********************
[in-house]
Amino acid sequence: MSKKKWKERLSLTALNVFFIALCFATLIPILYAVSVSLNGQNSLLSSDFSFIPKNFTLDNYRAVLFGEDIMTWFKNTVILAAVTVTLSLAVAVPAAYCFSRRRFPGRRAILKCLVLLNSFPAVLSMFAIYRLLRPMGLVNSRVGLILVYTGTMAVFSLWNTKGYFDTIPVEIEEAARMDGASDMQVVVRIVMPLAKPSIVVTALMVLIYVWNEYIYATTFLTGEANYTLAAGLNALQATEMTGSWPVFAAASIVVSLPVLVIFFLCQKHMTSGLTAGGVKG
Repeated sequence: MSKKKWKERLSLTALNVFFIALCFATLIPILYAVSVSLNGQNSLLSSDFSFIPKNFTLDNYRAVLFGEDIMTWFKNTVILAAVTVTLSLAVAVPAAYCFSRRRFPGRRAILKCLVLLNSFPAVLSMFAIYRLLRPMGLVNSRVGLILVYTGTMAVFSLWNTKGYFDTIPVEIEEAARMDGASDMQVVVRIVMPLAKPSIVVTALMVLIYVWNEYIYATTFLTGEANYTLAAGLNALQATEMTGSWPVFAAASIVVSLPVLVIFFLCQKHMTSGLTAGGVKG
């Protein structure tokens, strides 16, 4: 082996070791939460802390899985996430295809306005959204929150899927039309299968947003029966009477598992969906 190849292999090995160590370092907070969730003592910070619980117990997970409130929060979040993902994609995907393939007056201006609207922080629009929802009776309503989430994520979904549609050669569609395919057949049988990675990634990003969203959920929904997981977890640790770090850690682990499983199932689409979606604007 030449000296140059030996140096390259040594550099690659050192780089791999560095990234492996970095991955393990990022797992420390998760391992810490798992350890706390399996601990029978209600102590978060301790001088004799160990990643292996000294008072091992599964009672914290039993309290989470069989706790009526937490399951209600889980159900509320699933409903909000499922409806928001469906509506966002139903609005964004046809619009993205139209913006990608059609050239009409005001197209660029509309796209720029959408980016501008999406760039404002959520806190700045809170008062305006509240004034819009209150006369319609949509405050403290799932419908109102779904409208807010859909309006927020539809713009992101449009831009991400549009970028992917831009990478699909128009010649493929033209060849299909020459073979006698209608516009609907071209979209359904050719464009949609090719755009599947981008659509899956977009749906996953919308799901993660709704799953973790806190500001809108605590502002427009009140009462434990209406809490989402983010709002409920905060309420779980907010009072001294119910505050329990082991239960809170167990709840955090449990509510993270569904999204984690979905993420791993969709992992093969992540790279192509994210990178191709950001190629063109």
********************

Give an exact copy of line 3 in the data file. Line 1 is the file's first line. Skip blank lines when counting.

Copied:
Repeated sequence: MSKKKWKERLSLTALNVFFIALCFATLIPILYAVSVSLNGQNSLLSSDFSFIPKNFTLDNYRAVLFGEDIMTWFKNTVILAAVTVTLSLAVAVPAAYCFSRRRFPGRRAILKCLVLLNSFPAVLSMFAIYRLLRPMGLVNSRVGLILVYTGTMAVFSLWNTKGYFDTIPVEIEEAARMDGASDMQVVVRIVMPLAKPSIVVTALMVLIYVWNEYIYATTFLTGEANYTLAAGLNALQATEMTGSWPVFAAASIVVSLPVLVIFFLCQKHMTSGLTAGGVKG